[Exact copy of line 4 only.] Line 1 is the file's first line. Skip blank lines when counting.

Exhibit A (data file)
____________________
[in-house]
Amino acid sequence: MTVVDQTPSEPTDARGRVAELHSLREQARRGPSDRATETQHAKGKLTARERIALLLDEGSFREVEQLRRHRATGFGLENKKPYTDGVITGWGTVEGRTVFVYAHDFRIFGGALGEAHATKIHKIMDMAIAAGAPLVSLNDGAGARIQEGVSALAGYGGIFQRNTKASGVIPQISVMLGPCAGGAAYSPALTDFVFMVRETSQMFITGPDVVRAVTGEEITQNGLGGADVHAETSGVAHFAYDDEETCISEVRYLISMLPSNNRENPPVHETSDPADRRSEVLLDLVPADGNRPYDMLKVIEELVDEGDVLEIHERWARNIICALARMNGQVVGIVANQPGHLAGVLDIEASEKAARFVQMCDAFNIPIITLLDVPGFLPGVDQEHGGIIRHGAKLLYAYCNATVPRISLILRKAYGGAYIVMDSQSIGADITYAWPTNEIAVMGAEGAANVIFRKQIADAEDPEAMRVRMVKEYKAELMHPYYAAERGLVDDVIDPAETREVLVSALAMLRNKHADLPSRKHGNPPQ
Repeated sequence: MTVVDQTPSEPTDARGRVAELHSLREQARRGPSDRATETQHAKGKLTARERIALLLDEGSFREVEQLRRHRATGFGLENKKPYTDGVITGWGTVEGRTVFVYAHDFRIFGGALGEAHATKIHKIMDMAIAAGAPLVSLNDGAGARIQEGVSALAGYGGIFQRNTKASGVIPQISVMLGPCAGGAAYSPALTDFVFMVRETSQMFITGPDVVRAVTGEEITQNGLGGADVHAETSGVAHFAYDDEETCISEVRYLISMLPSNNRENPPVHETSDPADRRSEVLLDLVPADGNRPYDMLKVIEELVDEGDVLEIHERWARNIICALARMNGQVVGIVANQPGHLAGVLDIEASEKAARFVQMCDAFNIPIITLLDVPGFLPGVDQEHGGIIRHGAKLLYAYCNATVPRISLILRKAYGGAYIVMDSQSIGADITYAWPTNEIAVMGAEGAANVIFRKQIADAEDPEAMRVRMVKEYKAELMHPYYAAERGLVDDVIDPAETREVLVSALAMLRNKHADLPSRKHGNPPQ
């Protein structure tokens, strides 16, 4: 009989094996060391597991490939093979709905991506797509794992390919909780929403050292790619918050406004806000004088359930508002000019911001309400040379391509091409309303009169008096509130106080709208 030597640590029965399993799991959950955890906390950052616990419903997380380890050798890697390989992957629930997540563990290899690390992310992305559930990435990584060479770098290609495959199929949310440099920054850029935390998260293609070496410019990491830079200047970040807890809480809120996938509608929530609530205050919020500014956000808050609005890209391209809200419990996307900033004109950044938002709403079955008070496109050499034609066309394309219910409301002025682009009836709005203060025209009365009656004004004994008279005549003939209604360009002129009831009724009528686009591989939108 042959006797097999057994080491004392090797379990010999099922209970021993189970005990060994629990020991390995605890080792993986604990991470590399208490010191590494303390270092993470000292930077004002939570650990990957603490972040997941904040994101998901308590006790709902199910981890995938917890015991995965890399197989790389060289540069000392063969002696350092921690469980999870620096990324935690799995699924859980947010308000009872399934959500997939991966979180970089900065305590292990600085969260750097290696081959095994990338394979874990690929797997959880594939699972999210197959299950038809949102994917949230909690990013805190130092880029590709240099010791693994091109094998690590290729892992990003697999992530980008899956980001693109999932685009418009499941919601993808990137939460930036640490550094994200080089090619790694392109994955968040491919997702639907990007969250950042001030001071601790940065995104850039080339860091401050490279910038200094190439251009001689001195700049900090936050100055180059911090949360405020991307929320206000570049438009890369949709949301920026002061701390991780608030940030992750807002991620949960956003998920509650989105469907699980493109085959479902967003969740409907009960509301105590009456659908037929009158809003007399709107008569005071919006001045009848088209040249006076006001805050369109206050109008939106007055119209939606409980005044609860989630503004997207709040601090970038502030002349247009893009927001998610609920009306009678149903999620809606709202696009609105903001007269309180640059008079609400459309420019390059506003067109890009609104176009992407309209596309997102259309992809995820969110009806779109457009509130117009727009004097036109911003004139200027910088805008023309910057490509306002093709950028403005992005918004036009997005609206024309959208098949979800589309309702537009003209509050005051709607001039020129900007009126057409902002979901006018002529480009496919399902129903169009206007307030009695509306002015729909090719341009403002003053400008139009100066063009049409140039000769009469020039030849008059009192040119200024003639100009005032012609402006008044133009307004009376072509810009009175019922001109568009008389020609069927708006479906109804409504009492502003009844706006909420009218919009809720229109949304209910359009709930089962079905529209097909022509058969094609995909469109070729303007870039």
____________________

């Protein structure tokens, strides 16, 4: 009989094996060391597991490939093979709905991506797509794992390919909780929403050292790619918050406004806000004088359930508002000019911001309400040379391509091409309303009169008096509130106080709208 030597640590029965399993799991959950955890906390950052616990419903997380380890050798890697390989992957629930997540563990290899690390992310992305559930990435990584060479770098290609495959199929949310440099920054850029935390998260293609070496410019990491830079200047970040807890809480809120996938509608929530609530205050919020500014956000808050609005890209391209809200419990996307900033004109950044938002709403079955008070496109050499034609066309394309219910409301002025682009009836709005203060025209009365009656004004004994008279005549003939209604360009002129009831009724009528686009591989939108 042959006797097999057994080491004392090797379990010999099922209970021993189970005990060994629990020991390995605890080792993986604990991470590399208490010191590494303390270092993470000292930077004002939570650990990957603490972040997941904040994101998901308590006790709902199910981890995938917890015991995965890399197989790389060289540069000392063969002696350092921690469980999870620096990324935690799995699924859980947010308000009872399934959500997939991966979180970089900065305590292990600085969260750097290696081959095994990338394979874990690929797997959880594939699972999210197959299950038809949102994917949230909690990013805190130092880029590709240099010791693994091109094998690590290729892992990003697999992530980008899956980001693109999932685009418009499941919601993808990137939460930036640490550094994200080089090619790694392109994955968040491919997702639907990007969250950042001030001071601790940065995104850039080339860091401050490279910038200094190439251009001689001195700049900090936050100055180059911090949360405020991307929320206000570049438009890369949709949301920026002061701390991780608030940030992750807002991620949960956003998920509650989105469907699980493109085959479902967003969740409907009960509301105590009456659908037929009158809003007399709107008569005071919006001045009848088209040249006076006001805050369109206050109008939106007055119209939606409980005044609860989630503004997207709040601090970038502030002349247009893009927001998610609920009306009678149903999620809606709202696009609105903001007269309180640059008079609400459309420019390059506003067109890009609104176009992407309209596309997102259309992809995820969110009806779109457009509130117009727009004097036109911003004139200027910088805008023309910057490509306002093709950028403005992005918004036009997005609206024309959208098949979800589309309702537009003209509050005051709607001039020129900007009126057409902002979901006018002529480009496919399902129903169009206007307030009695509306002015729909090719341009403002003053400008139009100066063009049409140039000769009469020039030849008059009192040119200024003639100009005032012609402006008044133009307004009376072509810009009175019922001109568009008389020609069927708006479906109804409504009492502003009844706006909420009218919009809720229109949304209910359009709930089962079905529209097909022509058969094609995909469109070729303007870039």